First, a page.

For the weekend before Columbus Day, my wife and I flew down to Florida to spend time in Ocala for primarily non-birding-related reasons. Of course, there were opportunities to fit in some birding. Generally I will list a bird species only the first time it was encountered in the trip, unless later sightings were notable for some reason. No life birds were seen on the trip.
Saturday the twelfth: As we had arrived at our hotel well after midnight Friday, we rose late and had a leisurely start to the day. Around the hotel I incidentally noted downy woodpecker, great egret, and American crow. Our morning and early afternoon were taken up with non-birding stuff, but we drove up to an area north of town and noted cattle egrets on the way.
At the Diamond Oak Ranch some fifteen minutes north of Ocala I spotted turkey vulture, red-shouldered hawk (generally calling in any natural or semi-natural area), tufted titmouse, gray catbird, blue jay, large numbers of palm warblers (which had apparently just arrived the week before), Eastern bluebirds, Carolina wrens, American redstrt, Northern cardinal, red-bellied woodpecker, and Northern mockingbird.
With late afternoon open for a little birding, we shot over to the Ocala Municipal Airport, where old reports suggested burrowing owls might be found there. I spoke to an administrator and he indicated he had seen some owls there a few months earlier, but not since, and not in areas that could be seen from publicly accessible land. We drove to a random viewpoint and took a desultory look but saw only American kestrel, rock pigeons, and mourning doves; an unseen Eastern towhee also called from some scrub.
Sunday the thirteenth: We drove into the Ocala National Forest and visited the Salt Springs Recreation Area. I had had limited time to research birding sites around Ocala and did not find much online; we were disappointed to find the Recreation Area primarily given over to RV parking. However, there was a nice trail that made a loop, and although the forest there was pretty quiet, it made for a pleasant walk. I did get a very good look at a white-eyed vireo, and outside the park we saw crows chasing a red-tailed hawk.
As usual, when an established park proves disappointing, a nearby country road offers salvation. We took a side road off the 314 just south of Salt Springs and got out of the car to a chorus of at least four or five red-headed woodpeckers. They were conspicuous, active, and gloriously beautiful, of course. A female vermillion flycatcher perched up nicely, repeatedly dipping its tail, in a way reminiscent of a phoebe. I also tracked a pine warbler by its song to where it was working through some pine branches. Finally, we heard a pileated woodpecker; later, back at the hotel, we would see one flying over a fairly dense strip-mall-infested area on the edge of Ocala where our hotel was located.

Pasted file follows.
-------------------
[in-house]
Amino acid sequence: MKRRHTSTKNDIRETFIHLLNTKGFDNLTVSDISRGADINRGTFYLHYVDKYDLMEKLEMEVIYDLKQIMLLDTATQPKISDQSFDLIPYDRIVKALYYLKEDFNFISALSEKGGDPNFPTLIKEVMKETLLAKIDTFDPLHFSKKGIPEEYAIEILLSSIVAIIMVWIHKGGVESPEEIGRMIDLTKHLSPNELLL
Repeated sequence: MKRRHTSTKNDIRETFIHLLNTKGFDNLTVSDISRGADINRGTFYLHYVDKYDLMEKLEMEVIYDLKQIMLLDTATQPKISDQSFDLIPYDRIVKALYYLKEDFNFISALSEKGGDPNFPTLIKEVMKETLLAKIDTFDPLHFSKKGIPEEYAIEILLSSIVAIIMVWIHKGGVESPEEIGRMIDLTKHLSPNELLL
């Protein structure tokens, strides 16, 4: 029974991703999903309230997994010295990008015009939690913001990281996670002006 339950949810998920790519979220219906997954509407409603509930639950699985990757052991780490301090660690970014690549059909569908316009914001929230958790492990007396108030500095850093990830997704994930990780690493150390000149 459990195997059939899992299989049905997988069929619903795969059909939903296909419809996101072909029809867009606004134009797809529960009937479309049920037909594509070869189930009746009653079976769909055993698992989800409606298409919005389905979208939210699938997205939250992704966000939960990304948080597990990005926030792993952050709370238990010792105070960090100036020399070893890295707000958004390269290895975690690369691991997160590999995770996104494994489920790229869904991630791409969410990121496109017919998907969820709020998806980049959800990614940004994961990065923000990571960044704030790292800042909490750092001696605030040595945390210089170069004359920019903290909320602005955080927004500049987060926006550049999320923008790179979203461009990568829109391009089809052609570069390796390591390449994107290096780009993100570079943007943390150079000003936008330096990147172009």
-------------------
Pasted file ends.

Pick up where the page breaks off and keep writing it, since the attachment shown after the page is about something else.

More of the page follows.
Later, we got an early start back to the airport in Gainesville, and on the way took a minor detour to an overlook I had noted on the trip in. We were on the 441 passing through Payne Prairie Preserve State Park, and the overlook was a short boardwalk on the east side of the road. Unsurprisingly, an osprey, a great blue heron, and a few boat-tailed grackles were the first birds seen. When I set up a scope on the platform at the end of the boardwalk, however, I almost immediately hit upon the prize sighting of the trip – an unexpected juvenile snail kite! The flat coloration of the mantle and uppertail (until the white base was exposed), streaked underparts, and slender curled bill all lent themselves to scrutiny through the scope. While I was watching the bird flapped and vaned its wings, and defecated.
One or two adults were also viewed in flight in the area. The juvenile was atop the bare branches of tall shrubs, which also featured a nest – but whether it was the nest of the kites could not be determined.
(I researched the occurrence of snail kites at Payne Prairire and learned that they had first been detected only the year before, with a single nest found with three chicks. It appears that the decline of local Florida apple snails, the kites’ main food source, had lately been offset by the presence of an invasive species of apple snails that were markedly larger and more prolific. The kites’ population has rebounded to some extent and – even more interesting – the individual birds are developing larger size and longer bills to match their new food source.)
More searching turned up double-crested cormorants, a female Northern harrier, and several limpkins.
We next stopped at Sweetwater Wetland Park, where waders were the order of the day. Common gallinules were appropriately common. Little blue herons – both adult and juvenile – were found. An anhinga sat on the boardwalk railing, and stayed there preening itself even when I walked directly past it. Several tricolored herons and glossy ibis were present. A couple of red-winged blackbirds sang, and a snowy egret was found. Finally, a yellow-crowned night-heron and a common yellowthroat were spotted.
With that, we decided to head for the airport and get out of the by-now-truly-punishing sun. Although the trip had not been intended to be a birding trip, the discovery of the snail kites made for a memorable visit to the Gainesville area.